The 2013 graduating class of Weehawken High School only totals 75 people. Seventy-five people can’t fill up a movie theater, or three rows of seats at MetLife Stadium, or a NJ Transit passenger car.
Size is no matter to the Class of 2013, though, who formally graduated on June 21st. Though small in number, their accomplishments have them primed for future success.
School officials have plenty of statistics to back up the assertion that the class of 2013 is one of the best in recent memory.
Of those 75 graduates, 64 of them will be moving on to either a four or two year college, a whopping 85 percent.
They will be attending a whopping 51 different schools among themselves, with one student entering the military and four others slated to attend trade schools.
“The class was really prepared to meet the challenges set upon them.”— Weehawken Superintendent of Schools Kevin McClellan
“They have grown immensely into fine young men and women,” said guidance counselor Chiara Ziek. “[They] really will be successful in the world.”
All signs point to the class of 2013 fulfilling that prediction in a vast number of areas.
A stir was created when the Texas Rangers selected 2013 graduate Sal Mendez in the 40th round of the 2013 MLB First-Year Player Draft.
A 6’4” lefty pitcher, Mendez attracted attention with his imposing stature and strong fastball, which hovers in the high 80s.
“It’s an honor to be picked by [the Rangers],” Mendez said in a tweet.
And while Mendez excelled on the field, other Weehawken students were making an equally profound impact in the classroom.
Nine members of the Class of 2013 combined to take a staggering 43 AP exams among themselves, with the entire class combining to receive $5,798,000 in scholarship money.
And of those scholarship winners, a pair of Weehawken students found themselves interconnected at the top of the class.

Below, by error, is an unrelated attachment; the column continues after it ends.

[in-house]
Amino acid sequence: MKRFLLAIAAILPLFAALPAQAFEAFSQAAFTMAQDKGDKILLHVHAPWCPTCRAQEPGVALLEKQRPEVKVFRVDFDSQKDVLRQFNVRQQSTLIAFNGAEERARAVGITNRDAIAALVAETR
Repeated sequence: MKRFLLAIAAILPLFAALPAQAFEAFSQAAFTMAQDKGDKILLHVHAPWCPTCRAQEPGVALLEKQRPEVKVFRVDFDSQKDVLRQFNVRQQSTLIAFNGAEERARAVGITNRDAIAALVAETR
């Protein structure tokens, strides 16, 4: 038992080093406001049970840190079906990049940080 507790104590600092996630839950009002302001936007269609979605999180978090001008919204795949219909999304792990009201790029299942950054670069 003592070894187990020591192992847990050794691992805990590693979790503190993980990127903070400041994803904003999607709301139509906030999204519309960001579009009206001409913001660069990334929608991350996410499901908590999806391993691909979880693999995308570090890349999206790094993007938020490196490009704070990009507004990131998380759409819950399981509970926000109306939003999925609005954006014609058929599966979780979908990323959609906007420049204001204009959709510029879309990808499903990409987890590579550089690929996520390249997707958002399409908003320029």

It’s fitting that Kassandra Marrero and Robert Rovito rank as the valedictorian and salutatorian, respectively, of the Class of 2013.
After all, both will be attending Hudson County’s own Stevens Institute of Technology, nestled comfortably on the banks of the county’s eponymous river in Hoboken.
Both have won prestigious scholarships for themselves, as well. Marrero will be attending Stevens on a full scholarship, while Rovito, as a member of Weehawken’s Elks Lodge #1456, won a $1000 scholarship from the Elks National Fund.
Both have also made headway in the arts. While Marrero was an accomplished saxophonist in the school’s marching band, Rovito’s amateur videos wound up featured online by MSG Varsity.
Their tireless efforts have drawn immense praise from school administrators, with Weehawken Superintendent of Schools Kevin McClellan calling their journey to Stevens as an “incredible accomplishment.”
And no matter where life may take Marrero and Rovito after graduation, they —like their 73 fellow graduates at Weehawken — are ready for the future.
“The class was really prepared to meet the challenges set upon them,” McClellan said. “They have an amazing resilience.”